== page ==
Tom Tugendhat has become the latest candidate to be knocked out of the Conservative leadership race.
In the third round of voting by Tory MPs, the contenders received the following votes:
- Kemi Badenoch, 58
- Penny Mordaunt, 82
- Rishi Sunak, 115
- Liz Truss, 71
- Mr Tugendhat, 31
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Following the announcement, Mr Tugendhat tweeted: “Although it wasn’t to be today, I am immensely proud of the positive vision we put forward for our country. Thank you to all those who supported me and believed in #ACleanStart. This is only the beginning!
“This evening, I spoke to the 1922 Committee on the future of our country. One thing is clear – if we cannot rebuild trust, our party is doomed. Not just for now, but for a generation or more.
“To win an election we need the country behind us. Our values, our conservative values, can only be achieved in government.”
And in a video posted on the social media platform he added: “I’m not going to be talking about any candidates at the moment, I’ll listen to what they have to say and I’ll be making my judgment later.”
And he thanked his campaign team and supporters.
“I’m incredibly proud of the team, I’m incredibly grateful to all the supporters who have been with me at some – if not all – stages of the race we fought for a clean start because we know that that’s what the country is crying out for.
“We’ve seen that in the response to the two debates, we’ve seen that in the engagement we’ve had from people.”
Following the vote, Rishi Sunak tweeted: “I want to thank all the colleagues who supported me tonight.
“Together we can rebuild our economy, keep Brexit safe and defeat Labour.”
Penny Mordaunt said: “My vote is steady and I’m grateful to my colleagues for all their support and thrilled to be in second place once more.
“MPs know that I’m a strong candidate, running a truly clean campaign and putting forward a positive vision for the party and our country.”
And Kemi Badenoch tweeted: “On to the next vote. Thank you to all my colleagues for their support. It’s all to play for.
“Continued momentum, closing the gap, I am the only change candidate left in the race. I’m in it to win.”
Two more votes are due to take place on Tuesday and Wednesday until two candidates remain.
They will then face a summer of campaigning and hustings before a vote by the wider party membership, with the winner expected to be announced on 5 September.
The remaining runners will not face each other in a debate that had been planned by Sky News for Tuesday after Mr Sunak and Ms Truss refused to take part.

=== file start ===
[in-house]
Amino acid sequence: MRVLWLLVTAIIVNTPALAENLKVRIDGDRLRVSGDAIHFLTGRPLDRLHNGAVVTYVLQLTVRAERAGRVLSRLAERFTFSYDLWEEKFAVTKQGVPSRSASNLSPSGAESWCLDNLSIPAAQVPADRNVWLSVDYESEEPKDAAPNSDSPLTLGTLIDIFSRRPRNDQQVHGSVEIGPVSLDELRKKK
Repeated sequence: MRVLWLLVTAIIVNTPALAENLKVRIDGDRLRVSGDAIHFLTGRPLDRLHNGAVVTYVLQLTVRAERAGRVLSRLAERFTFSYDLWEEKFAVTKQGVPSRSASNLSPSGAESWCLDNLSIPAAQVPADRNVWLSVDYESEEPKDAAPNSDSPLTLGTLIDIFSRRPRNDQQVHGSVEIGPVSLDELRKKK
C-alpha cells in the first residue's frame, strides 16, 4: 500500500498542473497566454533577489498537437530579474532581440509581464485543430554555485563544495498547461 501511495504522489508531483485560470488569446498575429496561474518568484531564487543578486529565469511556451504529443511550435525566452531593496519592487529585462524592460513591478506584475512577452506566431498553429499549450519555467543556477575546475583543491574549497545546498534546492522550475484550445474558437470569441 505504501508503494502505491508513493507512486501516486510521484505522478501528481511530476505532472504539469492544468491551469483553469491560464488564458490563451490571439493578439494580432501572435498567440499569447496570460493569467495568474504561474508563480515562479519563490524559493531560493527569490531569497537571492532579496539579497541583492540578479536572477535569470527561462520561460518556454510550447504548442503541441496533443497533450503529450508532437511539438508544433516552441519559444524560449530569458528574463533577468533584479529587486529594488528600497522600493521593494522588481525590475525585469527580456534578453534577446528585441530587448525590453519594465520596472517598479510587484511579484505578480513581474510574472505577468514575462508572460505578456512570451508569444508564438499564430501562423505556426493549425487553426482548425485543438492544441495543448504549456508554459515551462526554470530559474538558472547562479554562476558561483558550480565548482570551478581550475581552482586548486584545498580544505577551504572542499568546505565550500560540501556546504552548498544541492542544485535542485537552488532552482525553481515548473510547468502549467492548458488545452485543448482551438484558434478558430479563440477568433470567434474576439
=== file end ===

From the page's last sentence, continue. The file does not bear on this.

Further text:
Conservative MPs are said to be concerned about the damage the previous debates have done to the image of the party after exposing disagreements and splits between the leading candidates.
Labour leader Sir Keir Starmer said he was “astonished that those that want to be prime minister of the United Kingdom are pulling out of debates and out of scrutiny”.
Exchanges between the candidates have been feisty during the two TV debates that have taken place, with rows focused over their plans for tax.
Although Mr Sunak, the former chancellor, has insisted now is not the time to reduce the tax burden, others have said they would take immediate action.
In the ITV leadership debate on Sunday, Mr Sunak accused Ms Truss of peddling “something-for-nothing” economics after she said he would “choke off growth” by raising taxes to their highest level in 70 years.
There were further furious exchanges between Ms Mordaunt and Ms Badenoch on Friday’s Channel 4 debate over the issue of self-identification for trans people.
The contest was triggered after Boris Johnson announced he would be leaving Downing Street after an avalanche of ministerial resignations over his handling of the Chris Pincher scandal.
He will remain as prime minister until his successor has been named.
Mr Johnson has come under scrutiny this week for not attending three emergency COBRA meetings about the heatwave.
A Number 10 source said the prime minister had been in contact with relevant ministers all weekend.
Kit Malthouse, the chancellor of the Duchy of Lancaster, who chaired the meetings, insisted Mr Johnson was “right across” the situation.
Lisa Nandy, the shadow communities secretary, said the prime minister has “clearly clocked off” since announcing his resignation, urging him and all his ministers to “turn up for work”.